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The Brothers Karamazov
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Archived 2012 Group Reads > Brothers Karamazov (A) 03: Book III - Chapters 2-9

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Loretta (lorettalucia) Please discuss below!!


Juliette Is AEsop Fyodor? It seems like they continue to refer to him as AEsop, but why?


Adam Yes, they are calling him Aesop, as in "Aesop's Fables."

I don't think the P/V translation has a footnote about this, but my older copy does. Here is what it says:

Aesopus, Phrygian mythologist and philosopher who, originally a slave, procured his liberty by the sallies of his genius. He is best known for his fables. His acerbic wit proved to be his undoing. While consulting the oracle at Delphi, he had made some disparaging remarks about the Delphians, who were so incensed by his witticisms that they cast him from a rock to his death in 561 BC. His biographer, Maximus Planudes, represents him as a clownish figure, short of stature and deformed.

So, I guess in both his physical and mental characteristics he resembles the historic figure...short, clownish, and too clever for his own good. I understand why Dmitri uses the name originally, but it is a little odd that Ivan does it as well in the same chapter.


Juliette Thanks Adam, mine does not have the footnote. I gathered it had something to do with the tales he told, but Aesop always struck me as telling moralistic tales, where Fyodor seems to like to tell tales that embarass people. But your footnote makes it more understandable.


Adam Yeah, I didn't understand it either before reading the footnote. I had a book of Aesop's fables as a child and I had always been under the impression that Aesop must have been a great, wise man. Apparently he was just an annoying buffoon who liked to make up stories. :)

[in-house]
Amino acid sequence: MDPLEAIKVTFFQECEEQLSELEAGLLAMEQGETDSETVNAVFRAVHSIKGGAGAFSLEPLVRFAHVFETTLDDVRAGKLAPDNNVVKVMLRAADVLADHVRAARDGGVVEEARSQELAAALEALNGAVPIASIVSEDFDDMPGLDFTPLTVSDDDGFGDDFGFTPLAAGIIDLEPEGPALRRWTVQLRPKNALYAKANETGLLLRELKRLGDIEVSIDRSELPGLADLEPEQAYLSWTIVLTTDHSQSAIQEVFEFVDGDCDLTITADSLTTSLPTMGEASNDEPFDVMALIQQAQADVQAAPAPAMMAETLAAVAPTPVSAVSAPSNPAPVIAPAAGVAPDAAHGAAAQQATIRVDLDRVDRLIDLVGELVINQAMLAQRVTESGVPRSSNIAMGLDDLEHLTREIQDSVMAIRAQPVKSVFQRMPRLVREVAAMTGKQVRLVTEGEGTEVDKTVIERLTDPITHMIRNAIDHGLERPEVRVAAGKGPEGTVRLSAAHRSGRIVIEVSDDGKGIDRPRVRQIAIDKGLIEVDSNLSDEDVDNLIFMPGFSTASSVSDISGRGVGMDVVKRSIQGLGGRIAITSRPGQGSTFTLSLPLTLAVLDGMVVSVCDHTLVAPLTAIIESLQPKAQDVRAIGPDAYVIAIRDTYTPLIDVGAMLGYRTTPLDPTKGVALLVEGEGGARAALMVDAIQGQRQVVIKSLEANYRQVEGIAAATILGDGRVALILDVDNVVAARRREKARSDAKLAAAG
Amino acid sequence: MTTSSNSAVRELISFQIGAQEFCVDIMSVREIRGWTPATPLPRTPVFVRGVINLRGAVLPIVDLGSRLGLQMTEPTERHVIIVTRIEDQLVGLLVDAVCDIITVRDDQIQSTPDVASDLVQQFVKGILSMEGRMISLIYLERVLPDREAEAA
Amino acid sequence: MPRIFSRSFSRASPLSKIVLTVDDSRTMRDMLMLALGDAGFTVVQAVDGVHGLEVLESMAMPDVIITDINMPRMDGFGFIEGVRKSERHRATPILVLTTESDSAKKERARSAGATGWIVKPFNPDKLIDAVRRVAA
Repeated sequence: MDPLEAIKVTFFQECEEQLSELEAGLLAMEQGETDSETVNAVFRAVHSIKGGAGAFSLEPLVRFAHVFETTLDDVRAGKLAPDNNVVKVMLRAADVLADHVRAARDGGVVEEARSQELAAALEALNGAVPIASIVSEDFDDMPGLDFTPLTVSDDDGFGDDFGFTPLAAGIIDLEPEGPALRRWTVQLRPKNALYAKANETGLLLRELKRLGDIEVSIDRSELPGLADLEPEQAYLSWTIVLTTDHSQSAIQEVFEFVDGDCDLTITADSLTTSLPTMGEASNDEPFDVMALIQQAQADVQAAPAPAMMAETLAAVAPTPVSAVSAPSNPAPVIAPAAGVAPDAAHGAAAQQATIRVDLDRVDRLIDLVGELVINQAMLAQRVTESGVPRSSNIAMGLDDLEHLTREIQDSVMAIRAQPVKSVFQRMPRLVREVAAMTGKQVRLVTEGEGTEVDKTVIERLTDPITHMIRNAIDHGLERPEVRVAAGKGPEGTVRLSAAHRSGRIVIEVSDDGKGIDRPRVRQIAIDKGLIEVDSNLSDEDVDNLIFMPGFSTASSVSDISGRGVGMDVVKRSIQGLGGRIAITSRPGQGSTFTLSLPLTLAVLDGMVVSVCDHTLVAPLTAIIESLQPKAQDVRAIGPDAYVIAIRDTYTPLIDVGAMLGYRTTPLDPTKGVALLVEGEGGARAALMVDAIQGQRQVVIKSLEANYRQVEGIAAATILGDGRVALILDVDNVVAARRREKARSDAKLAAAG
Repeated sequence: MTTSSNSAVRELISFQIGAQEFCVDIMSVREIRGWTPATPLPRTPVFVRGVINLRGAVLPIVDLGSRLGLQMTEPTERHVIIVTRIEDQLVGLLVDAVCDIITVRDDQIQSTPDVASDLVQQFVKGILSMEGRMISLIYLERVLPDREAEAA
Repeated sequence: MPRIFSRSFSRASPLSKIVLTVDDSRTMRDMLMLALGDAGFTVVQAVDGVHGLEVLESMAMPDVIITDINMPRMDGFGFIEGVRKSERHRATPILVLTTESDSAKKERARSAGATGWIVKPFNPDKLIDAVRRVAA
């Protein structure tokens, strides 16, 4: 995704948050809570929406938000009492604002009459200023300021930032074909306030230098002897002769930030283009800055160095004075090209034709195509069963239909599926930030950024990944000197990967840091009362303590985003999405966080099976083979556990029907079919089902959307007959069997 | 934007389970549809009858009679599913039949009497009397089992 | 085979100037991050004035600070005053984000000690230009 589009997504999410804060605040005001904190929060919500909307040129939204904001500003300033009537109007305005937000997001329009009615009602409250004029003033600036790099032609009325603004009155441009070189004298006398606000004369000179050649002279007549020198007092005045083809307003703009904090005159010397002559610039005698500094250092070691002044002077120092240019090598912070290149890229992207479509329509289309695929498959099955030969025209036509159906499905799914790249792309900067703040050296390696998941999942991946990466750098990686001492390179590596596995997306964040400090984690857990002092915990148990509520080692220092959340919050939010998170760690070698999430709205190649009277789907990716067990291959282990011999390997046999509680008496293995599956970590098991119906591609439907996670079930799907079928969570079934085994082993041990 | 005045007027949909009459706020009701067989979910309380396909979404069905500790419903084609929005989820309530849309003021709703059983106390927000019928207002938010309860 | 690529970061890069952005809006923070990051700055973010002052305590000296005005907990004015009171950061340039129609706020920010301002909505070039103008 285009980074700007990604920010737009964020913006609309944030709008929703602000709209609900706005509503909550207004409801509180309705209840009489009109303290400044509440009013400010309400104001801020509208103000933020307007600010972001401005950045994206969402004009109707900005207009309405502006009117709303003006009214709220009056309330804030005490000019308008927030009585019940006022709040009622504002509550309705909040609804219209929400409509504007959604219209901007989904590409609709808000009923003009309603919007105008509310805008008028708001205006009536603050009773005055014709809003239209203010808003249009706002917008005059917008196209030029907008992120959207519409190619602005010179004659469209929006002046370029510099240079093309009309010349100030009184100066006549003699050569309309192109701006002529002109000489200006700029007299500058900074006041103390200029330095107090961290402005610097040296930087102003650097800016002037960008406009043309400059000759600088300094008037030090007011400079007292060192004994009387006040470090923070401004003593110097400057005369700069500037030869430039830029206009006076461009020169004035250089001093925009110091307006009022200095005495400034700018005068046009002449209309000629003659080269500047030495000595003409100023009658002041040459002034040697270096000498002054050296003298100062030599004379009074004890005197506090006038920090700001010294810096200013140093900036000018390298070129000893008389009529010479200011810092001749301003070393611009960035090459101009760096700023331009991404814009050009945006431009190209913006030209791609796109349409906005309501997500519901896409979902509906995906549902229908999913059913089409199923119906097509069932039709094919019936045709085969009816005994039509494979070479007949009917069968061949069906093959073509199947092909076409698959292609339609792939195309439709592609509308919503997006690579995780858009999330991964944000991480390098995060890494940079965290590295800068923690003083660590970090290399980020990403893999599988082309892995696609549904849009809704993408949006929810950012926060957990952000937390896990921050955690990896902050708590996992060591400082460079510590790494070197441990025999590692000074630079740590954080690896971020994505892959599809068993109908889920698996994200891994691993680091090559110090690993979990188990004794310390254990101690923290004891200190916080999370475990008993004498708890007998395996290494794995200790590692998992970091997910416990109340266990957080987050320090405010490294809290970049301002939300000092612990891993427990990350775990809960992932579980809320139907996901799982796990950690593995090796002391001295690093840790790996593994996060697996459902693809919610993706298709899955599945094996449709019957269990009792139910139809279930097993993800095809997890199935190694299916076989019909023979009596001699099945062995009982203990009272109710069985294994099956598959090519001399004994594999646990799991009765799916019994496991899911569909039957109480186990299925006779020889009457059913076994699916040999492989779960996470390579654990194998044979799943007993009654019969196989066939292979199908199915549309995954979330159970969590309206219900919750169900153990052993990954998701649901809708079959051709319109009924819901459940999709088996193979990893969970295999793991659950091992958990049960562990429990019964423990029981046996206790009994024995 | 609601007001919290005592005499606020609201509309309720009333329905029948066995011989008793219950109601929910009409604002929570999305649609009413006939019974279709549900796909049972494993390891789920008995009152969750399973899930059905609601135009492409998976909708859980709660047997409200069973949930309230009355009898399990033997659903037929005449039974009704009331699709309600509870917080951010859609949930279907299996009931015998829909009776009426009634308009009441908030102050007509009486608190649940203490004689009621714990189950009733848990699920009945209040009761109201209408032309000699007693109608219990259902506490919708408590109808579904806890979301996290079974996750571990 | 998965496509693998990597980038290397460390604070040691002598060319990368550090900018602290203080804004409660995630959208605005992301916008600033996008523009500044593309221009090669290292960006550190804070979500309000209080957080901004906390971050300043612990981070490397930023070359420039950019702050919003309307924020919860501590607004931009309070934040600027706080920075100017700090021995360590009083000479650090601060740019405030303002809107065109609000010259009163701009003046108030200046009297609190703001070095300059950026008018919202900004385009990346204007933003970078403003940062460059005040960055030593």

Lauren (youratlass) I wish I had a copy with footnotes!


Adam Write things down as you read and ask all your questions here, we could use more discussion. :)


Juliette Adam wrote: "Write things down as you read and ask all your questions here, we could use more discussion. :)"

Okay. I remember reading something in the next section and wondering whether or not you had footnotes on it. I don't know if I'll find what it was, but I'll start keeping track now.


message 9: by Bob (last edited Jul 05, 2012 09:49AM) (new) - rated it 5 stars

Bob Adam wrote: "Yeah, I didn't understand it either before reading the footnote. I had a book of Aesop's fables as a child and I had always been under the impression that Aesop must have been a great, wise man. ..."

He still could have been a wise man. After all, the athenians thought socrates was "just an annoying buffoon"! (And they put him to death, same as Aesop.)


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